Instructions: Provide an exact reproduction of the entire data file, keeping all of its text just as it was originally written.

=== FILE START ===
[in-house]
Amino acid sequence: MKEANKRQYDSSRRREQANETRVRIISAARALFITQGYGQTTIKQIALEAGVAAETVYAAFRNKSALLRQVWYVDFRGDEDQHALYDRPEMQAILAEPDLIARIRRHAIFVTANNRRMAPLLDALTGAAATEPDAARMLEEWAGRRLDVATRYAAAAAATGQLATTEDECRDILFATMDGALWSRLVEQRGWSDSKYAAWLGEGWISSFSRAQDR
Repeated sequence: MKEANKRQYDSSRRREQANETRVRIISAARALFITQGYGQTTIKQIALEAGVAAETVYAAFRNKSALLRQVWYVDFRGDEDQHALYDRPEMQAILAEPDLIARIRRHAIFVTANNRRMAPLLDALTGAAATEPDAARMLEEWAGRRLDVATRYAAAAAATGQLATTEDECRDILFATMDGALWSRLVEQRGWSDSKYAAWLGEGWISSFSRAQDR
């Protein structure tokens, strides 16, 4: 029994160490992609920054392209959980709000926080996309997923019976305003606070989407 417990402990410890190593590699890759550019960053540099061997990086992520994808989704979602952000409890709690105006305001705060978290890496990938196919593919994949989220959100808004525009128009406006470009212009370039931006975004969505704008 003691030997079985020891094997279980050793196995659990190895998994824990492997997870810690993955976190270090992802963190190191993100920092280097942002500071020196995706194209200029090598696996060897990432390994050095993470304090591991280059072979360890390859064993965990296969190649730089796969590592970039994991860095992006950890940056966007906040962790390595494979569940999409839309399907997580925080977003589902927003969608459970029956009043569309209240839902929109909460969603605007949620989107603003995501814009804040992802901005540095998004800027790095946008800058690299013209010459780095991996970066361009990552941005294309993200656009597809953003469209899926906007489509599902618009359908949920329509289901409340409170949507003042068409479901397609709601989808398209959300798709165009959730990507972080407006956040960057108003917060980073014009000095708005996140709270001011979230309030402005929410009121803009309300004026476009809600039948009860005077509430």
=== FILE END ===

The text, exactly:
[in-house]
Amino acid sequence: MKEANKRQYDSSRRREQANETRVRIISAARALFITQGYGQTTIKQIALEAGVAAETVYAAFRNKSALLRQVWYVDFRGDEDQHALYDRPEMQAILAEPDLIARIRRHAIFVTANNRRMAPLLDALTGAAATEPDAARMLEEWAGRRLDVATRYAAAAAATGQLATTEDECRDILFATMDGALWSRLVEQRGWSDSKYAAWLGEGWISSFSRAQDR
Repeated sequence: MKEANKRQYDSSRRREQANETRVRIISAARALFITQGYGQTTIKQIALEAGVAAETVYAAFRNKSALLRQVWYVDFRGDEDQHALYDRPEMQAILAEPDLIARIRRHAIFVTANNRRMAPLLDALTGAAATEPDAARMLEEWAGRRLDVATRYAAAAAATGQLATTEDECRDILFATMDGALWSRLVEQRGWSDSKYAAWLGEGWISSFSRAQDR
């Protein structure tokens, strides 16, 4: 029994160490992609920054392209959980709000926080996309997923019976305003606070989407 417990402990410890190593590699890759550019960053540099061997990086992520994808989704979602952000409890709690105006305001705060978290890496990938196919593919994949989220959100808004525009128009406006470009212009370039931006975004969505704008 003691030997079985020891094997279980050793196995659990190895998994824990492997997870810690993955976190270090992802963190190191993100920092280097942002500071020196995706194209200029090598696996060897990432390994050095993470304090591991280059072979360890390859064993965990296969190649730089796969590592970039994991860095992006950890940056966007906040962790390595494979569940999409839309399907997580925080977003589902927003969608459970029956009043569309209240839902929109909460969603605007949620989107603003995501814009804040992802901005540095998004800027790095946008800058690299013209010459780095991996970066361009990552941005294309993200656009597809953003469209899926906007489509599902618009359908949920329509289901409340409170949507003042068409479901397609709601989808398209959300798709165009959730990507972080407006956040960057108003917060980073014009000095708005996140709270001011979230309030402005929410009121803009309300004026476009809600039948009860005077509430």